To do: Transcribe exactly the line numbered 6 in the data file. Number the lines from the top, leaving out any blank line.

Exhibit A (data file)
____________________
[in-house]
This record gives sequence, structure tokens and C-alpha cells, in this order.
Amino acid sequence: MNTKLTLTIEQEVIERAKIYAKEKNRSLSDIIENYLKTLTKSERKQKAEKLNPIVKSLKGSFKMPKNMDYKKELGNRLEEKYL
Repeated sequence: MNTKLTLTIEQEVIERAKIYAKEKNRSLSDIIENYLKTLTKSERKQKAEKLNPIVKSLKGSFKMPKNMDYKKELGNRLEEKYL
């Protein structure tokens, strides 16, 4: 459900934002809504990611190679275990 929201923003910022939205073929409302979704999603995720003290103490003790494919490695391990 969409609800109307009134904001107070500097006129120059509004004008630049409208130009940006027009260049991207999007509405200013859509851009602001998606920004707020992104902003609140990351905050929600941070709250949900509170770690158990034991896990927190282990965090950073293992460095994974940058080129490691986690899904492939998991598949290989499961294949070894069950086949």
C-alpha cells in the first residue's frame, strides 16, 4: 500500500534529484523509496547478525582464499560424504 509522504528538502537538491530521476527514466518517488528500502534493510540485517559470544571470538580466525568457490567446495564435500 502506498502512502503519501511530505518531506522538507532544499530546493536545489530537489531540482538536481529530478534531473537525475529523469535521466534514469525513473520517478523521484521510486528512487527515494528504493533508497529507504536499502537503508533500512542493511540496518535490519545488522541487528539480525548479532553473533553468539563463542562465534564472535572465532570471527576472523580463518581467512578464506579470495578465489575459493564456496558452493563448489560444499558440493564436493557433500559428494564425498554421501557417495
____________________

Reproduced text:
C-alpha cells in the first residue's frame, strides 16, 4: 500500500534529484523509496547478525582464499560424504 509522504528538502537538491530521476527514466518517488528500502534493510540485517559470544571470538580466525568457490567446495564435500 502506498502512502503519501511530505518531506522538507532544499530546493536545489530537489531540482538536481529530478534531473537525475529523469535521466534514469525513473520517478523521484521510486528512487527515494528504493533508497529507504536499502537503508533500512542493511540496518535490519545488522541487528539480525548479532553473533553468539563463542562465534564472535572465532570471527576472523580463518581467512578464506579470495578465489575459493564456496558452493563448489560444499558440493564436493557433500559428494564425498554421501557417495